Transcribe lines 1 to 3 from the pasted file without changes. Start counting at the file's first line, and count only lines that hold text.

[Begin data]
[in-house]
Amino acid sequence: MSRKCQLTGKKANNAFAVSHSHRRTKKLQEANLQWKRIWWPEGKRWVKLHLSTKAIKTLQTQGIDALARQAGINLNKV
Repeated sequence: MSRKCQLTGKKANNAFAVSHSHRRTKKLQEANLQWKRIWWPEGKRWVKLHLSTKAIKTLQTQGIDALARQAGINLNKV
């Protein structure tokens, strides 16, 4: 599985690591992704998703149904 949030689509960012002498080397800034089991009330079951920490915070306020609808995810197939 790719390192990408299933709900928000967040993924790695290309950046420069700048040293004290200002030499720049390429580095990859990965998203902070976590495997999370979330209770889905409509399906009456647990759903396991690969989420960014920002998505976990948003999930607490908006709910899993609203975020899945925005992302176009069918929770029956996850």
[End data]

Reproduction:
[in-house]
Amino acid sequence: MSRKCQLTGKKANNAFAVSHSHRRTKKLQEANLQWKRIWWPEGKRWVKLHLSTKAIKTLQTQGIDALARQAGINLNKV
Repeated sequence: MSRKCQLTGKKANNAFAVSHSHRRTKKLQEANLQWKRIWWPEGKRWVKLHLSTKAIKTLQTQGIDALARQAGINLNKV